Travelogues
comments 3

Raja Ram temple, Orchha, Madhya Pradesh

Raja Ram Temple in Orchha Madhya Pradesh

After Orchha Mahal we walked towards Raja Ram temple. Both the sites are walking distance apart. Architecture of the temple is as fascinating as the temples of South India. 

History goes like this, some centuries back, one night King of Orchha dreamed of Lord Ram and received inspiration to build a temple/palace dedicated to Ram. The construction was finished soon and opened for worship.

A peculiar thing of this temple is that Lord Ram is not worshipped as a god but as a King. The temple too was constructed more like a Raj Bhavan rather than a temple.

Even today, Police stand at the gates pretending to be guards of Lord Ram. The temple is revered by devotees throughout India and they pour in large number throughout the year.

Raja Ram Temple

Temple is built of golden brownstones and has lots of rooms. We thought we are done sightseeing the temple and were about to leave the temple when we noticed a dark narrow passage going upwards. A metal chain confirmed that the passage was not open to tourists.

Some guards were chatting in front of the small gateless door. Moved closer to them and asked what’s above? One of them replied you want to go up? I said yes. He continued ‘take this boy with you and he will show you all the interesting spots’

 
Orchha temple

Sadhus sitting under a Peepal tree in Raja Ram Mandir

Chilams kept for sale in Orchha

Chilams kept for sale near the temple

 
Orchha temple

A view of the Raja Ram Temple

Guide in Ram Raja temple

Our guide

He was an excellent guide

A young boy in jeans and T-Shirt came ahead. A Small whiteboard was hanging from his neck which read I am Deaf and Dumb, please help me.

We started moving up the narrow alley which was broad enough to only pass one at a time. Stairs were big and broken.

The boy moving ahead understood our likelihood to rough against the tall stairs and low ceiling in the dark thereby indicating to walk with caution.

Indian long-billed vulture

We reached a flat terrace which was connected to the main dome of the temple. Our young guide started making sharp noises and fast hand movements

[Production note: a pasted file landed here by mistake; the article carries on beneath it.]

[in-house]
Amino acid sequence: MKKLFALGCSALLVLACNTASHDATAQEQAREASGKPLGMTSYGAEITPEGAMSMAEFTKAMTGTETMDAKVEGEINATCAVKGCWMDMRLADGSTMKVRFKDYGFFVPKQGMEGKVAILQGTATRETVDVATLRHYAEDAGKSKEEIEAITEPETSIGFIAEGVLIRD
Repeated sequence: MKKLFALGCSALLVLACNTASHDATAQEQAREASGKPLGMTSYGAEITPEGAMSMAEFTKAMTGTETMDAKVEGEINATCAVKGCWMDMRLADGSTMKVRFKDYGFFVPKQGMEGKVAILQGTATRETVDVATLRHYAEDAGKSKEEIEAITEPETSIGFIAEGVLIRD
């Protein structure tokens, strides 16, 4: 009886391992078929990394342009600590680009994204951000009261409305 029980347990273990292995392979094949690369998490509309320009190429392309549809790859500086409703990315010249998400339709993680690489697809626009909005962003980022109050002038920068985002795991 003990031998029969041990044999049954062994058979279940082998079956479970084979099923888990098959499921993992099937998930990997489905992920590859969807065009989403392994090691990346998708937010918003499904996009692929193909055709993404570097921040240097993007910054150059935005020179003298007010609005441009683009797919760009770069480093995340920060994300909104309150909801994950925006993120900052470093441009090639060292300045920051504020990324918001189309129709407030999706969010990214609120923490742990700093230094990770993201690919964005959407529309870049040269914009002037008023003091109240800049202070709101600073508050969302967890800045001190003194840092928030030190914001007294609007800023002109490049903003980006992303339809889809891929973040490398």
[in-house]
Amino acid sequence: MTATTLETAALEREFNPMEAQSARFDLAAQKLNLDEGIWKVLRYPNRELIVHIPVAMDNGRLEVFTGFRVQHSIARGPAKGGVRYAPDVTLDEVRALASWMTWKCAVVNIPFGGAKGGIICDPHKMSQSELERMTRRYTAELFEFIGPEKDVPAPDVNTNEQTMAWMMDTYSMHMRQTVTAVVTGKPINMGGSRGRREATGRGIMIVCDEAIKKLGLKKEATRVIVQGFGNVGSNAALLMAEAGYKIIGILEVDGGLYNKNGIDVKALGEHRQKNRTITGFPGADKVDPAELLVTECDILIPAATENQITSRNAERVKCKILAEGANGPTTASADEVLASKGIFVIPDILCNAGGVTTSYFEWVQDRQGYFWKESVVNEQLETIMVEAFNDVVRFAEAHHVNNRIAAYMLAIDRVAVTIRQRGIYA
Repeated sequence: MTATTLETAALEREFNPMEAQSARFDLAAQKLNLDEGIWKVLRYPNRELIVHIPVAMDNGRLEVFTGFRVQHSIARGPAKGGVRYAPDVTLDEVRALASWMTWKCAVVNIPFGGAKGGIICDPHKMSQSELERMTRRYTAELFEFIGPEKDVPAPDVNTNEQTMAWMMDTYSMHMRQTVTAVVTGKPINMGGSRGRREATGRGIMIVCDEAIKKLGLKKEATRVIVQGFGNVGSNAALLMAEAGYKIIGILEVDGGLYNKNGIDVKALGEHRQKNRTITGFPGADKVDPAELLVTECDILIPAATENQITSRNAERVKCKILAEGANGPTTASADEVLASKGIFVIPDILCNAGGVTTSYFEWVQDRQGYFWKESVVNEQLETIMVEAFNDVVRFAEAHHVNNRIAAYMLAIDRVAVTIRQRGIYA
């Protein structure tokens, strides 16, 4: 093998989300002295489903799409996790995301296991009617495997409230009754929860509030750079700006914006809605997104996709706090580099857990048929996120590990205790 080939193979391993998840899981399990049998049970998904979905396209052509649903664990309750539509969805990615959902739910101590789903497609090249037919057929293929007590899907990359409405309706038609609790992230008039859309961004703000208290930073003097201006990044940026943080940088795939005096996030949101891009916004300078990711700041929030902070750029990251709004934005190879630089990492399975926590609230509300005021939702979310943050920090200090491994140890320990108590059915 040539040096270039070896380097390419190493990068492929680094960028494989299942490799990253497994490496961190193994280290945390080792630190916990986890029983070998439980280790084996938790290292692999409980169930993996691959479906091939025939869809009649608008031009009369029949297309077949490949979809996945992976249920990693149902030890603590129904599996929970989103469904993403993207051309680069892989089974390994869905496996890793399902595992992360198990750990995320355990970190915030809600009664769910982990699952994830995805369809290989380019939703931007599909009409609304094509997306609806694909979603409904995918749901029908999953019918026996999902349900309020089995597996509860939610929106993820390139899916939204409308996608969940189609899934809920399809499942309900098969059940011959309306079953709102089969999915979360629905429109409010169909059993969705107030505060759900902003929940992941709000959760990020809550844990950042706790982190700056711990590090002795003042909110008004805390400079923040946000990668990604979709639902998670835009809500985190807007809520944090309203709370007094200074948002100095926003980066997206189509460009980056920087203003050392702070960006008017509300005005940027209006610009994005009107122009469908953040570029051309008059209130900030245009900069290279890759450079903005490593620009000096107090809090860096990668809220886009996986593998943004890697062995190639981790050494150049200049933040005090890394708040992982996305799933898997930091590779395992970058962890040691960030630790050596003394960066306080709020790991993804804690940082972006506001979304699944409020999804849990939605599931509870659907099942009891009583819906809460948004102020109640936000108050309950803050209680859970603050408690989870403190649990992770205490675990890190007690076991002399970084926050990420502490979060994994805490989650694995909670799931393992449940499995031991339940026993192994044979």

He wanted to show us something very interesting.  I hurried towards him and moved my eyes in the direction of his finger. Indian Long-billed Vultures or Gyps Indicus. 

Long billed vulture in India

Long-billed Indian Vultures

Vultures in Jhansi

Silhouette of a vulture sitting on Raja Ram Temple

There was a time when they were in numbers but not now. In fact, they are placed in the category of highly endangered species and rarely found. One of the main reasons cited by researchers is the use of Painkillers by humans which enter the food chain of Vultures resulting in their death. 

In Orchha, there were around 6-7 big vultures. Some sitting on the sections of the temple while some in the air with their huge wings. We all stood there for quite a time watching the magnificent endangered Vultures before returning on the ground floor. Handed our guide his due. Thanked all the guards and left the temple. 

It was around 7 PM and the sun had moved to the other hemisphere. We took auto-rickshaw and returned Hotel Chanda our nest for the night. With this comes the end to our visit of Jhansi and Orchha.

An evening by the Betwa riverside Jhansi Fort Orchha Mahal

Do comment about the post or write down your queries in the comment box below.

Filed under: Travelogues

by

Hello, I am Niraj. I define myself as an amateur photographer, biker and seeker. I like to connect with like-minded friends and share even the tiniest experience raw in nature, ever felt of the place, people or time. I believe life is an endless journey and our actions no matter how small affects this infinite universe in some or other way. So don't stop and keep up your work going.

3 Comments

  1. The denizens of the deep woodlands and forests of Madhya Pradesh are the stately ‘gaur’ (Indian bison), wild dogs (‘dhole’), deer and antelopes like the sambar, chinkara, cheetal (spotted deer), chousingha (four horned antelope) and the majestic Royal Bengal Tiger.

Leave a Reply

This site uses Akismet to reduce spam. Learn how your comment data is processed.